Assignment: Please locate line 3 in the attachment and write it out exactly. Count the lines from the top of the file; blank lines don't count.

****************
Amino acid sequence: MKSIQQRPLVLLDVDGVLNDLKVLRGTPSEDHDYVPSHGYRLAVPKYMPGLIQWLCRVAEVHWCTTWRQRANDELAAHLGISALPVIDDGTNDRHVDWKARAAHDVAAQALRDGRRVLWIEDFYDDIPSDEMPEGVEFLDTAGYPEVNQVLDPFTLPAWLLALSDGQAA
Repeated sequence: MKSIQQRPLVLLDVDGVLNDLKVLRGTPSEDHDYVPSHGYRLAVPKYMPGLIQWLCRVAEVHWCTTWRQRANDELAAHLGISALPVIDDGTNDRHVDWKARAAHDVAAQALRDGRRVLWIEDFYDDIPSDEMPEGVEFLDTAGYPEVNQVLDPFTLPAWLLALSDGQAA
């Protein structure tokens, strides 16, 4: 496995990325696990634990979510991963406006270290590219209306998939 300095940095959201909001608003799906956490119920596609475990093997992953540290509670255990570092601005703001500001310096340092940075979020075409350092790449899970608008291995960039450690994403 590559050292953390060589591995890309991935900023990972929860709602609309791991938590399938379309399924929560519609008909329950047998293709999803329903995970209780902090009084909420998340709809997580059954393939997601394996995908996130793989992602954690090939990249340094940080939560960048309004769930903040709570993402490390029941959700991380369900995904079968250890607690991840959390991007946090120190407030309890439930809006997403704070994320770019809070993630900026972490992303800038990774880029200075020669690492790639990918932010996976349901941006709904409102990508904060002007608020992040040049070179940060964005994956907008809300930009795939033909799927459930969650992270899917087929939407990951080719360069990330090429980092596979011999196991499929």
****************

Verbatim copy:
């Protein structure tokens, strides 16, 4: 496995990325696990634990979510991963406006270290590219209306998939 300095940095959201909001608003799906956490119920596609475990093997992953540290509670255990570092601005703001500001310096340092940075979020075409350092790449899970608008291995960039450690994403 590559050292953390060589591995890309991935900023990972929860709602609309791991938590399938379309399924929560519609008909329950047998293709999803329903995970209780902090009084909420998340709809997580059954393939997601394996995908996130793989992602954690090939990249340094940080939560960048309004769930903040709570993402490390029941959700991380369900995904079968250890607690991840959390991007946090120190407030309890439930809006997403704070994320770019809070993630900026972490992303800038990774880029200075020669690492790639990918932010996976349901941006709904409102990508904060002007608020992040040049070179940060964005994956907008809300930009795939033909799927459930969650992270899917087929939407990951080719360069990330090429980092596979011999196991499929």